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Thursday, January 15, 2004

Duncan's Statewide Numbers Low

Montgomery County Executive Doug Duncan has uninspiring poll numbers in a poll, as noted in today's Post:

"Most of the political insiders who have joined Duncan's pre-campaign for the 2006 governor's race have been well aware of the sizeable obstacles in the county executive's path.

They know that Baltimore Mayor Martin O'Malley, a likely contender in a Democratic primary, would be a formidable opponent. He has proven fundraising abilities and a high-wattage personality. Then there's Republican Gov. Robert L. Ehrlich Jr., who some believe could raise as much as $20 million.

Duncan's backers got a reminder this weekend of how much work lies ahead. A Washington Post poll found Duncan trailing far behind both Ehrlich and O'Malley in statewide name recognition. And a Baltimore Sun poll showed that, in a head-to-head contest, O'Malley, not Duncan, could outdraw Ehrlich.

Detailed breakouts of the Post poll provide more evidence of Duncan's challenge. On their respective home turfs, O'Malley has significantly more support than does Duncan. While 60 percent of Montgomery County residents view Duncan favorably, 78 percent of Baltimoreans have warm feelings for O'Malley.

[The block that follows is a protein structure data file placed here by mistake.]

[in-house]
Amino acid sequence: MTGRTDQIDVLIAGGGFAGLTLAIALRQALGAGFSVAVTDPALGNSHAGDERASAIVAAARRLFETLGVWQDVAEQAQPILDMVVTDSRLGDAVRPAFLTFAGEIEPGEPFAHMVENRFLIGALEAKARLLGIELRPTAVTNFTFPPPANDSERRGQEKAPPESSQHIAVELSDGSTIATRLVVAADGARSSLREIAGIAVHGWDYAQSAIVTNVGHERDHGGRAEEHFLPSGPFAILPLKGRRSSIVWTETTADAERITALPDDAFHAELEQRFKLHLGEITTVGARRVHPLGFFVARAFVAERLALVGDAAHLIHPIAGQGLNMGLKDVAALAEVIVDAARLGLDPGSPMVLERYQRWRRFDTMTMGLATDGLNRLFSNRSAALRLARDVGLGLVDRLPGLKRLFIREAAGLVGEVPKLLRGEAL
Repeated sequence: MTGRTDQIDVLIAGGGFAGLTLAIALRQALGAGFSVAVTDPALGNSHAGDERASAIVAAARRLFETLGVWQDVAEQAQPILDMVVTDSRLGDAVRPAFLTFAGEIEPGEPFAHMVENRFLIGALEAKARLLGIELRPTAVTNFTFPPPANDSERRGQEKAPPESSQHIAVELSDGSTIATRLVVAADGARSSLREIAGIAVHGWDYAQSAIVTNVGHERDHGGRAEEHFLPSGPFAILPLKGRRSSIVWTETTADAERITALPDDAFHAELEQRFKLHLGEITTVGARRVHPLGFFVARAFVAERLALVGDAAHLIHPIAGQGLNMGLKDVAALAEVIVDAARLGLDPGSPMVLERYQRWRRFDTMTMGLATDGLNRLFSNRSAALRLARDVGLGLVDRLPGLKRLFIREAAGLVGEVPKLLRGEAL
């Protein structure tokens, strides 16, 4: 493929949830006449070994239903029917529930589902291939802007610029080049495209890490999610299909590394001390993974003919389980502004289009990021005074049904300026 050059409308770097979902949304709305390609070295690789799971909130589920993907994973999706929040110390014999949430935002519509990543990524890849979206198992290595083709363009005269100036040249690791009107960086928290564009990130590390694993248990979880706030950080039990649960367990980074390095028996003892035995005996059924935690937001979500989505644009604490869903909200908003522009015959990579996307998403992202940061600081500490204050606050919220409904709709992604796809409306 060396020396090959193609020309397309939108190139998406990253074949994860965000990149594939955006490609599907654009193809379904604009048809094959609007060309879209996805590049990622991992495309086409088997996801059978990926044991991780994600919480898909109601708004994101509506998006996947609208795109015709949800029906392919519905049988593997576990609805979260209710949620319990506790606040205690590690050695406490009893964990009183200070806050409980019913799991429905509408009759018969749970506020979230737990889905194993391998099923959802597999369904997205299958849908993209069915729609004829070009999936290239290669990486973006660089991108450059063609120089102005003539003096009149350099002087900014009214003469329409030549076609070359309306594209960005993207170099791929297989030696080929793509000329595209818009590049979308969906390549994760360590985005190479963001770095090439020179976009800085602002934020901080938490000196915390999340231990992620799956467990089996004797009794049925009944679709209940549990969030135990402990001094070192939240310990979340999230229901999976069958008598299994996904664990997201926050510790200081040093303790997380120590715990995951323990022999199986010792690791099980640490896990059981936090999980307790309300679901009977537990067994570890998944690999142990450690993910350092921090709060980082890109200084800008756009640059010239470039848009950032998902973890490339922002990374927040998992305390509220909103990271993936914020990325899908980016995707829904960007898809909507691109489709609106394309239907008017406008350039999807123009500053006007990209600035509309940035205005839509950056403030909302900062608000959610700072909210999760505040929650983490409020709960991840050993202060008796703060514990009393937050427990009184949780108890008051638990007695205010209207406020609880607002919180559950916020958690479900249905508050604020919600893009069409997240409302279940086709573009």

O'Malley outpaces Duncan in every part of the state except the Washington metropolitan area, where his favorable ratings trail Duncan's by 18 points. O'Malley does better than Duncan with Republicans and independents. And Duncan appears to suffer most with the state's youngest voters, those ages 18 to 30. Only 28 percent in that category knew who Duncan was, compared with 64 percent who knew of O'Malley.

A Duncan aide said none of those numbers is a surprise, and said that polls taken when Ehrlich first announced his intention to run for governor showed similar results. But the aide did agree with this: It is hard to paint them as good news."

Also today, Rep. Elijah Cummings of Baltimore and colleagues accused the Department of Health and Human Services of whitewashing a report about differences in health and health care between white and minority populations, saying "Disparities do not disappear by concealing information."

And the Maryland Republican Party issued an action alert urging its supporters today to lean on their legislators to sustain Gov. Robert Ehrlich's veto of energy efficiency legislation.